|TechCrunch sold||Technology blog TechCrunch was purchased this week by AOL for a tidy sum, estimated at $25-$30 million (£16-£19 million). Notoriously abrasive editor and founder Michael Arrington will stay on; he signed the deal live on stage at a TechCrunch conference, but is bound by a confidentiality clause to keep quiet about the price tag.
TechCrunch has always been committed to giving outspoken and honest views on the industry. It now joins Engadget and Switched as AOL's third technology blog, giving them control over a large chunk of media output. However, Arrington reassured readers that "we feel free to criticize AOL when we think they deserve it".
|FaceSkype||Reports emerged this week that calling and video chat service Skype would be tightly integrated with Facebook in version 5.0. Users will now be able to sign into Skype through Facebook, or call Facebook friends through Skype. It's a partnership that should be mutually beneficial, increasing engagement with both sites and turning Skype into a form of social media.
Skype has a total of 560 million registered users, although only 124 million use the site on a monthly basis. The recent move to sync Facebook with Windows Live Messenger saw impressive growth in the latter's daily users, perhaps due to featuring within a site that so many people check or use on a daily basis.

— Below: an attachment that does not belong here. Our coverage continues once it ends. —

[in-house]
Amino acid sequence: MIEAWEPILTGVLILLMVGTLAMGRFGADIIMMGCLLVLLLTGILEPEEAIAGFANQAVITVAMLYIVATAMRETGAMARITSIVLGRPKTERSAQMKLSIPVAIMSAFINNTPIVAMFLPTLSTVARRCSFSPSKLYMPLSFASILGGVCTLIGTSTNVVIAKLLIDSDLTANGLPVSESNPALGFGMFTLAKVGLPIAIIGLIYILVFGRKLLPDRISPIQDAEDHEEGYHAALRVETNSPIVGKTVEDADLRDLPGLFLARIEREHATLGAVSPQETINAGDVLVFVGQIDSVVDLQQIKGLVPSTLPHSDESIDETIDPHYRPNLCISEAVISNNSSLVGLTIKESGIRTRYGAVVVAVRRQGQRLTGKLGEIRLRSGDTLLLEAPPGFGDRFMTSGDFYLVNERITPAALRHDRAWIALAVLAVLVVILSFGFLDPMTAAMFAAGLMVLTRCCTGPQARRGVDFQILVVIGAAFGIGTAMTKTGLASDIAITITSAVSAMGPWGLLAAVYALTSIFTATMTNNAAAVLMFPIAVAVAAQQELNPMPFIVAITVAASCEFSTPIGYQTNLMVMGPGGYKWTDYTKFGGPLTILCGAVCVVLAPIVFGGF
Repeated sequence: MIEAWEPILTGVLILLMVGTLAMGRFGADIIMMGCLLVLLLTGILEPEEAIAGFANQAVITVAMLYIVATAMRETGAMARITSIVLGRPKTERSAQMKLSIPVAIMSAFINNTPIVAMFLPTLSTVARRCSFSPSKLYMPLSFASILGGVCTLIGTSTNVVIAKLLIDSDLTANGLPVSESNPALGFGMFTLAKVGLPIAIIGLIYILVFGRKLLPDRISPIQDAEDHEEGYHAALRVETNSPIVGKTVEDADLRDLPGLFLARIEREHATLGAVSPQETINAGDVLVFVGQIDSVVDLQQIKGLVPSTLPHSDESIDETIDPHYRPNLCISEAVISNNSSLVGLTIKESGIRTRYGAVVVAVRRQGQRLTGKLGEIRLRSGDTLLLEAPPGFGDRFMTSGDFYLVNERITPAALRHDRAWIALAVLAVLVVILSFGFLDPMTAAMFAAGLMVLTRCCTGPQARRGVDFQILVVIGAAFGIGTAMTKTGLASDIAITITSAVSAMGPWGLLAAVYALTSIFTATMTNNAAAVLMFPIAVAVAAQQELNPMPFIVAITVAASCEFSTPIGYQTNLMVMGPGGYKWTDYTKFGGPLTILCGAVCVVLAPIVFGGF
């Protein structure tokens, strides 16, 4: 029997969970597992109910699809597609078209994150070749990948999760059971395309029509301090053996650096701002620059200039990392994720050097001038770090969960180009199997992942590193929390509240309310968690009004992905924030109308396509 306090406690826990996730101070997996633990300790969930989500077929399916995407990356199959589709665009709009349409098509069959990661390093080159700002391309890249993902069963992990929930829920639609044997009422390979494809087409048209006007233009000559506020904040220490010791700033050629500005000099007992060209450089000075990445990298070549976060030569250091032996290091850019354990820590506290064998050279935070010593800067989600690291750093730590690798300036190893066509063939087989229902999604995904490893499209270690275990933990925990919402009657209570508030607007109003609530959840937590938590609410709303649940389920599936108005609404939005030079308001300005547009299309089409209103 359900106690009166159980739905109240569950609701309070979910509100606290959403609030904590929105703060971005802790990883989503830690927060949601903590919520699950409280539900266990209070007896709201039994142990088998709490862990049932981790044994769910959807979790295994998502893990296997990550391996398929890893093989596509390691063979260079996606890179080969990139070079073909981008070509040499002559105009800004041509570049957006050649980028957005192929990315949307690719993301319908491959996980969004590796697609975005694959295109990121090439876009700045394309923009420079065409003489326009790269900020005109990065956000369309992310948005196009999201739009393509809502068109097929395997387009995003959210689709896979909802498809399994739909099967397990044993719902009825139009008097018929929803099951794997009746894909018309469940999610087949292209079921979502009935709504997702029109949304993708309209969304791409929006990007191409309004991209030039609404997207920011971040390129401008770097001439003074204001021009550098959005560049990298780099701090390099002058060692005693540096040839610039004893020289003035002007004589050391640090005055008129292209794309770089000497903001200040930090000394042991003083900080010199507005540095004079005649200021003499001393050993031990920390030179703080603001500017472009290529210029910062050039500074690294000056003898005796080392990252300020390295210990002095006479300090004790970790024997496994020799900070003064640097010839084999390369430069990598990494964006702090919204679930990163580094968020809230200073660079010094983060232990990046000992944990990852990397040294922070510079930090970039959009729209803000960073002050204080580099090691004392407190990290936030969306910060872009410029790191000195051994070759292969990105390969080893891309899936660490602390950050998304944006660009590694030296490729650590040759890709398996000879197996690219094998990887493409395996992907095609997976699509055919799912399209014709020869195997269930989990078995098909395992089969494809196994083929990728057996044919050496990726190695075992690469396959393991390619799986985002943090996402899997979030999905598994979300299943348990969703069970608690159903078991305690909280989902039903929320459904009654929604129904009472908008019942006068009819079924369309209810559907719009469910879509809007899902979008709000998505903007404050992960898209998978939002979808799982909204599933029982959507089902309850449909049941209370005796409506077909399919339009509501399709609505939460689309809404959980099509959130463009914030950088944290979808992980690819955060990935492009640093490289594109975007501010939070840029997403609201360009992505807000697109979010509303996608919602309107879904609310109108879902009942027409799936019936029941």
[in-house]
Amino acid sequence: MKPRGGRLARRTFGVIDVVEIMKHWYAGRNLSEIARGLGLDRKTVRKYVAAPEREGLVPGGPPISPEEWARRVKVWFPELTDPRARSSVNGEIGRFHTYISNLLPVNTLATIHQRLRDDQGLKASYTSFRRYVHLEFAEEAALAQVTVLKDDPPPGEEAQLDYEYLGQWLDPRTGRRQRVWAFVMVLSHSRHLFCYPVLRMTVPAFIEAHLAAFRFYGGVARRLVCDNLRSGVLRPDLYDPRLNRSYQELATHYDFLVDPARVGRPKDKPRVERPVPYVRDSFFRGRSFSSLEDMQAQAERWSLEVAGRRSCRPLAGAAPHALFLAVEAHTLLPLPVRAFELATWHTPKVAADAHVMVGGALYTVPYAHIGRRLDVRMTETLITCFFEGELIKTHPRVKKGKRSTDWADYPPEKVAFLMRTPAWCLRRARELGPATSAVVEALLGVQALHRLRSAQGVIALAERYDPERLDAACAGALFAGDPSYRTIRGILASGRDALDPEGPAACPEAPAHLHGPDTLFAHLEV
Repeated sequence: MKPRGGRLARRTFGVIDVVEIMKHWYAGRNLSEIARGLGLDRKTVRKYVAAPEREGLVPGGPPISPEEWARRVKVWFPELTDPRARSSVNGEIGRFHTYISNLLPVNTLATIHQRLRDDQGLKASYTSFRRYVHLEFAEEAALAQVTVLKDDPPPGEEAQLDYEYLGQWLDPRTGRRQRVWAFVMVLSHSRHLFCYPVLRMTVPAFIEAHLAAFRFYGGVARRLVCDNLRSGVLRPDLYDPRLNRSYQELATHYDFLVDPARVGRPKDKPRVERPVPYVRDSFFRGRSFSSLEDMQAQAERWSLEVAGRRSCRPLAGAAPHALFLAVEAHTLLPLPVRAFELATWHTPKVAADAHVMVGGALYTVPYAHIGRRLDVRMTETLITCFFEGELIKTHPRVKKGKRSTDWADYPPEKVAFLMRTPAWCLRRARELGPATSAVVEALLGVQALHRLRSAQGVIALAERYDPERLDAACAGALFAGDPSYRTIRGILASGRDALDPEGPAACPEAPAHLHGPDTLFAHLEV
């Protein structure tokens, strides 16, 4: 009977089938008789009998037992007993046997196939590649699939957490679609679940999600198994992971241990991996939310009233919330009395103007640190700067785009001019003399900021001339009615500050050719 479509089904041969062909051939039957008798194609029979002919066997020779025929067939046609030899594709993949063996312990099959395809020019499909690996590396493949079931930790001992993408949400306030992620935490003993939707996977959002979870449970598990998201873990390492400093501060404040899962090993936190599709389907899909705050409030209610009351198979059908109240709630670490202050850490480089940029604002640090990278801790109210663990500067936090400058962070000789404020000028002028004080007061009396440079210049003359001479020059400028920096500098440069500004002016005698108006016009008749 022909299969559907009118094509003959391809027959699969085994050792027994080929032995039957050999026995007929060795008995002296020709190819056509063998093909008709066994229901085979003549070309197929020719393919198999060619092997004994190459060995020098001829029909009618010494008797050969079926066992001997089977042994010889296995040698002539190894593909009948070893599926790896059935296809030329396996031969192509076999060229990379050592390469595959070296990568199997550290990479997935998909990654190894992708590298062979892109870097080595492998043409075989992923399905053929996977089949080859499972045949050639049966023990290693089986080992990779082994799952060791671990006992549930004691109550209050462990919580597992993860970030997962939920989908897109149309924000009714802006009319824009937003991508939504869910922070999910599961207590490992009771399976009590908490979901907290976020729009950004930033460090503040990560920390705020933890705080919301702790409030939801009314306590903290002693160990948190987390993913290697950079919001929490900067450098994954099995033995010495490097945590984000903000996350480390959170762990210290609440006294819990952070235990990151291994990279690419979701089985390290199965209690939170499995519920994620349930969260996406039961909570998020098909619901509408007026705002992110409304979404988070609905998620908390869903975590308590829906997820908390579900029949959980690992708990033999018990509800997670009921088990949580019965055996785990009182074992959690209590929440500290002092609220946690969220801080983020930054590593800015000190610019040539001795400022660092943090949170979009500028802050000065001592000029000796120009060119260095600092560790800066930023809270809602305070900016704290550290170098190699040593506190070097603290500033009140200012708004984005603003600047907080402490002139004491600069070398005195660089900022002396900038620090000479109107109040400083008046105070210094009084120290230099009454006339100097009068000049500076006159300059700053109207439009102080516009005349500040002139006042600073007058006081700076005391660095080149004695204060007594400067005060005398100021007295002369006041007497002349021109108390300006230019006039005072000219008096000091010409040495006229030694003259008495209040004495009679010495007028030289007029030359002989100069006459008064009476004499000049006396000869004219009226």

|WordPress Windfall||Microsoft abandoned its Live Spaces blogging site this week, and passed all 7 million users to open-source rival WordPress. Describing the cast-off as an 'upgrade' for customers, Live Spaces will be encouraging bloggers to migrate over the next six months, and then deleting any remaining blogs.
Interestingly, Live Spaces will also be handing over its ad revenues with no quarrel. Currently powering 8.5 per cent of the internet by acting as a simple and spam-safe content management system, WordPress has potential for lucrative marketing space. Its main competition is the Google-powered Blogger.com, which created this very post.
|Changes to AdWords||Google announced changed to AdWords this week that could affect PPC campaigns. The Keyword Tool now allows marketers to buy 'negative keywords', in an attempt to negate irrelevant adverts. The Product Extensions tool was also released, almost a year after the US launch.
Product Extensions allows PPC campaigns to include pictures of their products in an extendable plus box below their main ad. There is no charge if users expand the box without clicking through, ensuring better value for money for PPC campaigns. According to the AdWords blog, Sonystyle.com reported a 9% increase in conversion thanks to the product extension ad on the right.